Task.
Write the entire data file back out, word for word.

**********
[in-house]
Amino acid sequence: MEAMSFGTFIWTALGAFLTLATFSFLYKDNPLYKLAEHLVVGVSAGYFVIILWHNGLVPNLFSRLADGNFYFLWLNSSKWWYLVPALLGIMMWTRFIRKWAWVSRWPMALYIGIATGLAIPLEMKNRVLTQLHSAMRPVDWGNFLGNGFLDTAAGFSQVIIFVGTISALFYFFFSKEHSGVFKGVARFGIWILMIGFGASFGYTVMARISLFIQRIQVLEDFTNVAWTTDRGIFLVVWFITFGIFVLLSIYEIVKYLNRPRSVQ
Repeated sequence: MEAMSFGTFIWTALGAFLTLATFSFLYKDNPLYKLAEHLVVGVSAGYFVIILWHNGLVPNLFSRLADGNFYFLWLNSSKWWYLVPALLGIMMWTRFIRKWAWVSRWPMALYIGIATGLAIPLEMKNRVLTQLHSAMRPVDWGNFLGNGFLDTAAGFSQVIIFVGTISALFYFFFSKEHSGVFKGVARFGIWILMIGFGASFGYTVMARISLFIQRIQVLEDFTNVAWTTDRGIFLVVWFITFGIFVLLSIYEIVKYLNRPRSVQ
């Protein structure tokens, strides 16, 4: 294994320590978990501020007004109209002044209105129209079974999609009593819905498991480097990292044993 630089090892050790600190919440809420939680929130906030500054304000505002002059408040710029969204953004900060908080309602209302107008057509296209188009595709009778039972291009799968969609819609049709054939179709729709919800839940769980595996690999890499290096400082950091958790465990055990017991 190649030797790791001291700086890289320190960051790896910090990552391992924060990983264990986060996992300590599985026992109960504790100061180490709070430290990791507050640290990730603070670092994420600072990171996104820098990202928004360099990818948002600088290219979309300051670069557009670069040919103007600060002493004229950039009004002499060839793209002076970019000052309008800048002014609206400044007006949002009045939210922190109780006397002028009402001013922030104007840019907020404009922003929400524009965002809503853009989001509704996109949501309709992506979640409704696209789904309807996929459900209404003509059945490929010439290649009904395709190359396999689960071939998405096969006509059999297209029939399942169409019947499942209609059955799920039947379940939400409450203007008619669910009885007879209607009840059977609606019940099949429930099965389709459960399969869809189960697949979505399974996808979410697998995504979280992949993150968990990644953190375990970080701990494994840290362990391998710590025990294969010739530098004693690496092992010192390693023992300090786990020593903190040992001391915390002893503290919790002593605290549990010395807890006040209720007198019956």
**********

[in-house]
Amino acid sequence: MEAMSFGTFIWTALGAFLTLATFSFLYKDNPLYKLAEHLVVGVSAGYFVIILWHNGLVPNLFSRLADGNFYFLWLNSSKWWYLVPALLGIMMWTRFIRKWAWVSRWPMALYIGIATGLAIPLEMKNRVLTQLHSAMRPVDWGNFLGNGFLDTAAGFSQVIIFVGTISALFYFFFSKEHSGVFKGVARFGIWILMIGFGASFGYTVMARISLFIQRIQVLEDFTNVAWTTDRGIFLVVWFITFGIFVLLSIYEIVKYLNRPRSVQ
Repeated sequence: MEAMSFGTFIWTALGAFLTLATFSFLYKDNPLYKLAEHLVVGVSAGYFVIILWHNGLVPNLFSRLADGNFYFLWLNSSKWWYLVPALLGIMMWTRFIRKWAWVSRWPMALYIGIATGLAIPLEMKNRVLTQLHSAMRPVDWGNFLGNGFLDTAAGFSQVIIFVGTISALFYFFFSKEHSGVFKGVARFGIWILMIGFGASFGYTVMARISLFIQRIQVLEDFTNVAWTTDRGIFLVVWFITFGIFVLLSIYEIVKYLNRPRSVQ
């Protein structure tokens, strides 16, 4: 294994320590978990501020007004109209002044209105129209079974999609009593819905498991480097990292044993 630089090892050790600190919440809420939680929130906030500054304000505002002059408040710029969204953004900060908080309602209302107008057509296209188009595709009778039972291009799968969609819609049709054939179709729709919800839940769980595996690999890499290096400082950091958790465990055990017991 190649030797790791001291700086890289320190960051790896910090990552391992924060990983264990986060996992300590599985026992109960504790100061180490709070430290990791507050640290990730603070670092994420600072990171996104820098990202928004360099990818948002600088290219979309300051670069557009670069040919103007600060002493004229950039009004002499060839793209002076970019000052309008800048002014609206400044007006949002009045939210922190109780006397002028009402001013922030104007840019907020404009922003929400524009965002809503853009989001509704996109949501309709992506979640409704696209789904309807996929459900209404003509059945490929010439290649009904395709190359396999689960071939998405096969006509059999297209029939399942169409019947499942209609059955799920039947379940939400409450203007008619669910009885007879209607009840059977609606019940099949429930099965389709459960399969869809189960697949979505399974996808979410697998995504979280992949993150968990990644953190375990970080701990494994840290362990391998710590025990294969010739530098004693690496092992010192390693023992300090786990020593903190040992001391915390002893503290919790002593605290549990010395807890006040209720007198019956």